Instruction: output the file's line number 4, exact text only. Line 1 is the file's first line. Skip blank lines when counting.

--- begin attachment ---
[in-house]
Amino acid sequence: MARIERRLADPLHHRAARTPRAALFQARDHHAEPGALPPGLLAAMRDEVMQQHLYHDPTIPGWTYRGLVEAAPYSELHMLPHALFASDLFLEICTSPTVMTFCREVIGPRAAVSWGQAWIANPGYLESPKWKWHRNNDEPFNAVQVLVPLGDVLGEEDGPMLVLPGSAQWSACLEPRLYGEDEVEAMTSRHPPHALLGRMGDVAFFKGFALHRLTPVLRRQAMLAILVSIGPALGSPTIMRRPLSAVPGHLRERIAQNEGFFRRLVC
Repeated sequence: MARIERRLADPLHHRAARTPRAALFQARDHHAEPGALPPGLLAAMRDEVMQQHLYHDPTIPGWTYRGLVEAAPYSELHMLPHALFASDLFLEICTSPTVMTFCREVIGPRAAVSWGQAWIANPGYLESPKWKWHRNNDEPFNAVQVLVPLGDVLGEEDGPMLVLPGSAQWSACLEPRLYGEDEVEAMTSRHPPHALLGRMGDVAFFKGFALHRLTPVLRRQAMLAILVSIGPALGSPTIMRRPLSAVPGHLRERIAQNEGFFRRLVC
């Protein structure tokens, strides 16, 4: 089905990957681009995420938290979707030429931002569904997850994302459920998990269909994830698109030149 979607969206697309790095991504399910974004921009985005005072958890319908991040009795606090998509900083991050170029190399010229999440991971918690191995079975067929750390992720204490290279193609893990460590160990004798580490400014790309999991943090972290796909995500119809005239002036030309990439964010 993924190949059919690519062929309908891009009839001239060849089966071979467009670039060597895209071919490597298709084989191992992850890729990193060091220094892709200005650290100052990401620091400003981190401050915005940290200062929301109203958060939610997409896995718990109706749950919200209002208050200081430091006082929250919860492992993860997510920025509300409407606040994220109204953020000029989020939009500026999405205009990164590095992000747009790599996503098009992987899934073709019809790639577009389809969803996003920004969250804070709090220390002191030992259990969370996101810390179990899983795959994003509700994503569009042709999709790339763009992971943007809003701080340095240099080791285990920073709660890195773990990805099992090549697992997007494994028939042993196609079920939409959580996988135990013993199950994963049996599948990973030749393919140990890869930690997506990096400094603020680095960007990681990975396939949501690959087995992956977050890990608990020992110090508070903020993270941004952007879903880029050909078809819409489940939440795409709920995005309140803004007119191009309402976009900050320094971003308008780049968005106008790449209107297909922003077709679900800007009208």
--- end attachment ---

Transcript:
């Protein structure tokens, strides 16, 4: 089905990957681009995420938290979707030429931002569904997850994302459920998990269909994830698109030149 979607969206697309790095991504399910974004921009985005005072958890319908991040009795606090998509900083991050170029190399010229999440991971918690191995079975067929750390992720204490290279193609893990460590160990004798580490400014790309999991943090972290796909995500119809005239002036030309990439964010 993924190949059919690519062929309908891009009839001239060849089966071979467009670039060597895209071919490597298709084989191992992850890729990193060091220094892709200005650290100052990401620091400003981190401050915005940290200062929301109203958060939610997409896995718990109706749950919200209002208050200081430091006082929250919860492992993860997510920025509300409407606040994220109204953020000029989020939009500026999405205009990164590095992000747009790599996503098009992987899934073709019809790639577009389809969803996003920004969250804070709090220390002191030992259990969370996101810390179990899983795959994003509700994503569009042709999709790339763009992971943007809003701080340095240099080791285990920073709660890195773990990805099992090549697992997007494994028939042993196609079920939409959580996988135990013993199950994963049996599948990973030749393919140990890869930690997506990096400094603020680095960007990681990975396939949501690959087995992956977050890990608990020992110090508070903020993270941004952007879903880029050909078809819409489940939440795409709920995005309140803004007119191009309402976009900050320094971003308008780049968005106008790449209107297909922003077709679900800007009208």